Notes on the general election

A few notes on the election due now on 12 December…

Under section 1(2) of the Early Parliamentary General Election Bill (due to receive Royal Assent today), the poll ‘is to be treated as a polling day appointed under section 2(7) of the Fixed-term Parliaments Act 2011’. This engages section 1(4) of the Fixed-term Parliaments Act, which means that, with an early election taking place after May, the next election takes place four years from the following May. The next election is thus scheduled for May 2024.

The House of Commons will meet on Monday to elect a new Speaker. Whoever is elected will then have to stand in the election as ‘the Speaker seeking re-election’. They will then stand for re-election as Speaker, assuming they are returned at the general election, at the start of the new Parliament. The rationale for electing a Speaker now is that current MPs know the candidates. At the start of a new Parliament, new MPs are essentially unfamiliar with the candidates. Back in 1972, the Procedure Committee did recommend that Speakers retire mid-Parliament. That has not been the uniform practice.

The House of Commons is expected to assemble the week after the election for the purpose of electing a Speaker and for the purpose of swearing-in, with the Queen’s Speech taking place in January. The election of the Speaker on that occasion should be fairly short and formal. It would be a problem if the House opted to elect someone else in January than the person chosen as Speaker next Monday! There would thus be an MP returned as the Speaker seeking re-election who would no longer be Speaker.

Since the start of the 20th Century, there have only been three general elections held in December, all three in the first quarter of the century – 1910 (the second general election of that year), 1918 and 1922. (The 1918 election followed that of 1910.) There were four held in December in the 19th Century.

About Lord Norton

Professor of Government at Hull University, and Member of the House of Lords
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6 Responses to Notes on the general election

  1. By my calculation the present parliament would have to dissolve around Thursday 7th November. That means the new speaker will only have two days in office before having to be re-elected again. It also means that three of their first five parliamentary days will be taken up by their own election processes.

    I wonder if the government will bother with a prorogation or if, given that we’ve already had two in as many months plus another royal commission for the speaker’s approbation, they will simply allow this session to be open ended, as last happened in 2001.

  2. Lord Norton says:

    It will be even shorter as both Houses will rise on Tuesday.

    • Lord Norton,
      I am curious as to whether 45 % of the vote is more likely than not to produce a parliamentary majority for the Tories. I am not sure of how the vote is distributed. Do you venture a response ?

  3. DaveH says:

    Perhaps you can cast light on a possible constitutional issue. What happens if the Conservatives get re-elected with a majority but Boris Johnson does not? My understanding is that it is merely convention that the PM should be an MP, but there is no legal requirement for it (the same being true for any minister of the Crown, they ought to be an MP or peer but it is merely a convention, not a legal requirement). On that basis he could continue until they either engineered a by-election for him or went through a leadership process to elect his replacement.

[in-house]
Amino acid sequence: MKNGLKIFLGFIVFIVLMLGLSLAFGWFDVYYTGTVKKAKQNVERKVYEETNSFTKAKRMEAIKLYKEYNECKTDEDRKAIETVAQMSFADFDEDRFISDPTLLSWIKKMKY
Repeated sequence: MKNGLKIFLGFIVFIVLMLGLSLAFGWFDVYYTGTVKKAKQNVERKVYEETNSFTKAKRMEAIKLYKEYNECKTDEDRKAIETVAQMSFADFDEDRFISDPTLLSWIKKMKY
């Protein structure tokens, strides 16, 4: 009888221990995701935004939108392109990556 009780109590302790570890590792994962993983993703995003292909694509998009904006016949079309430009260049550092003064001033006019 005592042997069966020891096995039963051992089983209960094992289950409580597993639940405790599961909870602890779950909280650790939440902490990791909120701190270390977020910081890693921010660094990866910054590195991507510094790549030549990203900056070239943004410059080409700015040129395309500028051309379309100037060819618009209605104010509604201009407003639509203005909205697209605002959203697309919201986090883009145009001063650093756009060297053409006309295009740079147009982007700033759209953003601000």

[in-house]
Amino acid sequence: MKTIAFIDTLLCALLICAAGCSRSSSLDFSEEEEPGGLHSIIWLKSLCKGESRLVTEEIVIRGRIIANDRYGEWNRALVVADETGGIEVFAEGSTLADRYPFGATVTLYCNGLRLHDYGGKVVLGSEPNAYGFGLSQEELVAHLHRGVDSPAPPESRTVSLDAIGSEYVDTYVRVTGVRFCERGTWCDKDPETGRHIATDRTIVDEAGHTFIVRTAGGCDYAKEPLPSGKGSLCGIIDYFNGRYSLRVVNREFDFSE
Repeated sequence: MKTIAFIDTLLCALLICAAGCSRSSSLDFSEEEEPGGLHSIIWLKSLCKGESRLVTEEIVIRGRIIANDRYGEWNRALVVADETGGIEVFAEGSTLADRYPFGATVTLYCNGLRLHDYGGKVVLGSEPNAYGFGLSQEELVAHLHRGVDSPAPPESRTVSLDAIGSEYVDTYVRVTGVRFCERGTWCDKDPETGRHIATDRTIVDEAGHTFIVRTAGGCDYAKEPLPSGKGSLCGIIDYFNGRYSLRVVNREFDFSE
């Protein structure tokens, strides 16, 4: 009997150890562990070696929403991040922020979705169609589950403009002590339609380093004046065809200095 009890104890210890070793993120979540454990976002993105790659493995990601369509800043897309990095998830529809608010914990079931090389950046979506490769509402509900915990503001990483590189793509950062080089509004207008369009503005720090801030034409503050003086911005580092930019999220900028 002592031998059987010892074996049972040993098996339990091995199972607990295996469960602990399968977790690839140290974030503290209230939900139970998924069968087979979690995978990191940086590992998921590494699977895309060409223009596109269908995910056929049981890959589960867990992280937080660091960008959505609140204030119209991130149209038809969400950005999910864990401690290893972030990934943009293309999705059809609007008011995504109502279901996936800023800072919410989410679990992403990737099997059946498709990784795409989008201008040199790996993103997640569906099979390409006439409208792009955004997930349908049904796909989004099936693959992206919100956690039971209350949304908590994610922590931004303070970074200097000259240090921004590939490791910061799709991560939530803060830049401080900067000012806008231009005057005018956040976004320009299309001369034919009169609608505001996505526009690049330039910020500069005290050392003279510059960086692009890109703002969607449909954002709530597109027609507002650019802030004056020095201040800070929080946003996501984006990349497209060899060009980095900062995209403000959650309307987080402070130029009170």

4. Lord Norton says:

    The Queen follows convention in terms of who she invites to form a government. Formally, the choice of PM is the one prerogative power still exercised on the monarch’s judgment. She can choose whoever she wishes, though by convention chooses the person who can command a majority in the House of Commons. If Boris Johnson loses his seat, he remains as PM – he is PM until such time as he goes to the Palace to resign. There is a precedent for a party leader losing his seat (Balfour in 1906), though the party also lost the election – and one in relatively recent times of the monarch selecting as PM someone who at the time was not in the Commons (the Earl of Home). If Boris Johnson lost his seat, one option would be to follow what happened with Balfour in 1906 and Lord Home (Sir Alec Douglas-Home as be became) in 1963 and that is to get him returned quickly at a by-election.

    • Robin Stanley Taylor says:

      The tightness of the timetable is important to consider here. Using the 1906 example:
      *General election: 12th January – 8th February
      *New parliament assembles: 13th February
      *Alan Gibbs MP resigns: 14th February
      *King’s Speech: 19th February
      *City of London writ moved: 19th February
      *City of London by-election: 27th February

      Balfour was back in the House of Commons just nineteen days after being defeated, and he still missed the state opening. Current law requires that polling day for a by-election be 21 to 27 days after moving the writ, which would mean that Johnson would not return until well into January and so would miss a lot of the crucial withdrawal debates.

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